Author: Glenn Frankel

Publisher: Bloomsbury USA; First Edition (February 19, 2013)

ISBN-10: 1608191052

ISBN-13: 978-1608191055

Many film buffs now virtually revere John Ford's 1956 The Searchers starring John Wayne. Devotees of literary Westerns point to Alan LeMay's The Searchers, the novel on which the film was based, as a classic of the genre. Those interested in the history of the Old West, especially the bloody conflicts between Native Americans and the growing tides of pioneers in Texas and Oklahoma, must know something about the story of Cynthia Ann Parker which was the basis for both the book and movie versions of The Searchers. Now, what author Glenn Frankel achieves so successfully in his rich study of The Searchers is telling this multi-layered saga with depth, insight, and fresh perspectives drawn from research that should surprise many who think they know the truth behind the legend of Cynthia Ann Parker.

In particular, approximately half of Frankel's book has the historical Parker, her white family looking for her after her 1836 abduction by a Comanche band, and her son Quanah center stage. But Frankel has a wider vista to paint. Frankel discusses the history of relationships between white settlers, the U.S. army, and buffalo hunters dealing with Native Americans largely dismissed as primitive and dangerous obstructions to white expansion for most of the 19th century. Neither side is portrayed with clean hands—life was clearly brutal and often gruesomely vicious on both sides of the cultural divide. Add to the mix white culture's fears about kidnapped women, especially those bearing Indian children, that victimized freed captives thought tainted by immoral sexual relations. Thus, "searchers" for missing loved ones often were more interested in revenge than rescue.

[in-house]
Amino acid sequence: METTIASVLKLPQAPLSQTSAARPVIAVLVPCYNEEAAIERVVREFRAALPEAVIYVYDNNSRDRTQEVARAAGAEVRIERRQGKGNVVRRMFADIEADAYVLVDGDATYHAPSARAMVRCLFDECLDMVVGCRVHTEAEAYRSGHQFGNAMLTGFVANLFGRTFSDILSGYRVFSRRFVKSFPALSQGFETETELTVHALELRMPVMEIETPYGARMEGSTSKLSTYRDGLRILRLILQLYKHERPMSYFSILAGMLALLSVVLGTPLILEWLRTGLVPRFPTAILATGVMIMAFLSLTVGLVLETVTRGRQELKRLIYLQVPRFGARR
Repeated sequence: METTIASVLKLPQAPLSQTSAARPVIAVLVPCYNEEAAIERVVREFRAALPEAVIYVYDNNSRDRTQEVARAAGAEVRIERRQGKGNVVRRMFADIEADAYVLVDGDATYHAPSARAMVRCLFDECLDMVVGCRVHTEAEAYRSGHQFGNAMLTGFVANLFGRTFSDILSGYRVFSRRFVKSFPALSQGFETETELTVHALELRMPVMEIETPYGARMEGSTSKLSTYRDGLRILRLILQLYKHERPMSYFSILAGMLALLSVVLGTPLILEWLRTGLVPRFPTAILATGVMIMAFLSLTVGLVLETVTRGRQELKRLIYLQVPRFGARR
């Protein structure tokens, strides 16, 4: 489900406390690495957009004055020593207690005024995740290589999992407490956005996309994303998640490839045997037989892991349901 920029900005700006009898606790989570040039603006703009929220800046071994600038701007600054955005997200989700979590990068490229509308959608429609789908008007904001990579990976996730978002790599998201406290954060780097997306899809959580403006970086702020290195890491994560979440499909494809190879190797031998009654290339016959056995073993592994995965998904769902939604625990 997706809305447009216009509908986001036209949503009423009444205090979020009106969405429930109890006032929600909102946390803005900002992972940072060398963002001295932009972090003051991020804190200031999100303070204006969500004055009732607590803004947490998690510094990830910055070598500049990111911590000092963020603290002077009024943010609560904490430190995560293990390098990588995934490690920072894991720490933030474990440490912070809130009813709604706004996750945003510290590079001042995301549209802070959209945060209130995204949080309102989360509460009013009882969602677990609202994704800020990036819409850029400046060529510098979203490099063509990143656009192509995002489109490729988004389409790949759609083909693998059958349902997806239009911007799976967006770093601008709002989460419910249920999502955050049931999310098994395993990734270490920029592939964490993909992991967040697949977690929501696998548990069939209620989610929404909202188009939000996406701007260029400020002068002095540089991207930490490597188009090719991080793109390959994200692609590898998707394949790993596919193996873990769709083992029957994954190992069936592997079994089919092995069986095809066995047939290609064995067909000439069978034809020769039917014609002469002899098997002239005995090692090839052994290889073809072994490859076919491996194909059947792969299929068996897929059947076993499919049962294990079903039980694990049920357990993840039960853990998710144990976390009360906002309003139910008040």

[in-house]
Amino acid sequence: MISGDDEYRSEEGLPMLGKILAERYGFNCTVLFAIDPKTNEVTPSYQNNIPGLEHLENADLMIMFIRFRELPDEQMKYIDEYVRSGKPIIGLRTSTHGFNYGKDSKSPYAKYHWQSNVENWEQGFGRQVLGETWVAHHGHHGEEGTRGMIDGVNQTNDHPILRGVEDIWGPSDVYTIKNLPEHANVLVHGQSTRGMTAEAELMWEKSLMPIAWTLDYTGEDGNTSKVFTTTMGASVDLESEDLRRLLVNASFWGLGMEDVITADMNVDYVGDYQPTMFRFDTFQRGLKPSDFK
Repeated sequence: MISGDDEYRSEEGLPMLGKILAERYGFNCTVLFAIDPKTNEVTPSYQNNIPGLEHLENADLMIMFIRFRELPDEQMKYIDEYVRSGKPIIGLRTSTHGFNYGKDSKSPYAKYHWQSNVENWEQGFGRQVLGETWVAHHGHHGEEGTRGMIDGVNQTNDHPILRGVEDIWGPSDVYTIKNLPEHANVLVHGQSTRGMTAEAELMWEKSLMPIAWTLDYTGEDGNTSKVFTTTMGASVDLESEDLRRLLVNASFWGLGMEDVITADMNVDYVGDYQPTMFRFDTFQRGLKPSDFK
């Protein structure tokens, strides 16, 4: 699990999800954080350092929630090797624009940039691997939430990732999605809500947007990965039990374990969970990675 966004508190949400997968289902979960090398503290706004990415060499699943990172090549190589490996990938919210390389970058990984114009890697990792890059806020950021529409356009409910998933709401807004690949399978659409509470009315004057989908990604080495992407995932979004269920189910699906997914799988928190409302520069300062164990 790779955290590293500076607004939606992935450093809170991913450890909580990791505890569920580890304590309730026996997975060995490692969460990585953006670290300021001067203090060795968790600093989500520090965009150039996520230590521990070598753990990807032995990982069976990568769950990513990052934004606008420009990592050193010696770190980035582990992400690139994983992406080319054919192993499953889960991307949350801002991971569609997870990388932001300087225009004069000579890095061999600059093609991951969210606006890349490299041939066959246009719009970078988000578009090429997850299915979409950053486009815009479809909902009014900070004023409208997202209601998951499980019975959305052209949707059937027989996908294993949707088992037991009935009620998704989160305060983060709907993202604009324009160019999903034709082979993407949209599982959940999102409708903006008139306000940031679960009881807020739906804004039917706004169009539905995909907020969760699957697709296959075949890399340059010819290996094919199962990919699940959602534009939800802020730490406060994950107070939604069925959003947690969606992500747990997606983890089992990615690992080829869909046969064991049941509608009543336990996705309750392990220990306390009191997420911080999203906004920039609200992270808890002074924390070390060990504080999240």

Frankel spends less time showing how novelist Alan LeMay adapted the Parker story into The Searchers, although he demonstrates how the book fit into the literary traditions of American captivity stories, 20th century Western novels, and the writer's desire to make his way in Hollywood before finally scribing the book that was his popular break-through. Then, Frankel switches gears and provides a detailed account of how John Ford cast his most famous leading man into a movie intended to be a taut and photogenic epic. Frankel shows the production was an epic itself in the history of Hollywood movie making. Ironically, 130 Navajo Indians residing near Monument Valley where the location shooting took place became part of the crew and served as extras for the production. They made Ford an honorary member of their tribe. By 1956, relations between assimilated "redskins" and the victors now telling the tales were a far cry from the violence spun into myth almost as soon as it had occurred.

All in all, The Searchers: The Making of an American Legend is 2 and 1/3 books in one. Throughout, Frankel explores the uncertainties of so-called fact and American legends constantly shifting to suit different generations. The stories of Cynthia Ann Parker and her family open up examinations of moral ambiguities, the clashing of alien cultures, and the meaning of what it means to be an American. On so many levels, it's a book well worth reading cover to cover.

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